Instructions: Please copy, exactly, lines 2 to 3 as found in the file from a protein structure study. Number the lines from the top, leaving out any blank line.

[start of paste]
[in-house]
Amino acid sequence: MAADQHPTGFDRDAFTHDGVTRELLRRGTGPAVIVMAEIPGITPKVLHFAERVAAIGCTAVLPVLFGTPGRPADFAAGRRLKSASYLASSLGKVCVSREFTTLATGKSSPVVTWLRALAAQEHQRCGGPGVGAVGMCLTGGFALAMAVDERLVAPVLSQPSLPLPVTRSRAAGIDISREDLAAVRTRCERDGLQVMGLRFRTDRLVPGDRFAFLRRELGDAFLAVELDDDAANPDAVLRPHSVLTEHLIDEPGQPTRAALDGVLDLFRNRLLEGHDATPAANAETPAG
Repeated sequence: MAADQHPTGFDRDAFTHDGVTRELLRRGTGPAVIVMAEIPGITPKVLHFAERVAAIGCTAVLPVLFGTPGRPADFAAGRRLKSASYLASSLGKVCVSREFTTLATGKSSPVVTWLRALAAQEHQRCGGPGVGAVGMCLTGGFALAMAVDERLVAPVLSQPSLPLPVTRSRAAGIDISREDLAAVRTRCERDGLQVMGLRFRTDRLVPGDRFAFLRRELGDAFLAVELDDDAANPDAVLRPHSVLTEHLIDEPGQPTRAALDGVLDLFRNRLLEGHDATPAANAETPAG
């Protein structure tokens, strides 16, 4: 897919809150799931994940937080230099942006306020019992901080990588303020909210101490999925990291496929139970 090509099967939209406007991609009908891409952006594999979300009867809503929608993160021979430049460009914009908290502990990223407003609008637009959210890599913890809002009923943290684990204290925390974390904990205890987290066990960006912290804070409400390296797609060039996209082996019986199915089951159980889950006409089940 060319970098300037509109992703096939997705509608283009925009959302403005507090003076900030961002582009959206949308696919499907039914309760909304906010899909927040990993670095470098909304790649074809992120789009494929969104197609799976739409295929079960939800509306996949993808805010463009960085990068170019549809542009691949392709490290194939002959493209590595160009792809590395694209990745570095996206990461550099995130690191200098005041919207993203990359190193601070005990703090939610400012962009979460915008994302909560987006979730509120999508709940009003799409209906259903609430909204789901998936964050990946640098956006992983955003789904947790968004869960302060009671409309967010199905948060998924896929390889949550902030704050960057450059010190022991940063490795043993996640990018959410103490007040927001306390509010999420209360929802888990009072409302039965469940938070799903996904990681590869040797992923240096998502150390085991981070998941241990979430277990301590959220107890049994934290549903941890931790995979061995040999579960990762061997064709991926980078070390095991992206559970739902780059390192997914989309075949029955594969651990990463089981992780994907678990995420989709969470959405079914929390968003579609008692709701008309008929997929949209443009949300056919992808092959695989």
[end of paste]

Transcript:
Amino acid sequence: MAADQHPTGFDRDAFTHDGVTRELLRRGTGPAVIVMAEIPGITPKVLHFAERVAAIGCTAVLPVLFGTPGRPADFAAGRRLKSASYLASSLGKVCVSREFTTLATGKSSPVVTWLRALAAQEHQRCGGPGVGAVGMCLTGGFALAMAVDERLVAPVLSQPSLPLPVTRSRAAGIDISREDLAAVRTRCERDGLQVMGLRFRTDRLVPGDRFAFLRRELGDAFLAVELDDDAANPDAVLRPHSVLTEHLIDEPGQPTRAALDGVLDLFRNRLLEGHDATPAANAETPAG
Repeated sequence: MAADQHPTGFDRDAFTHDGVTRELLRRGTGPAVIVMAEIPGITPKVLHFAERVAAIGCTAVLPVLFGTPGRPADFAAGRRLKSASYLASSLGKVCVSREFTTLATGKSSPVVTWLRALAAQEHQRCGGPGVGAVGMCLTGGFALAMAVDERLVAPVLSQPSLPLPVTRSRAAGIDISREDLAAVRTRCERDGLQVMGLRFRTDRLVPGDRFAFLRRELGDAFLAVELDDDAANPDAVLRPHSVLTEHLIDEPGQPTRAALDGVLDLFRNRLLEGHDATPAANAETPAG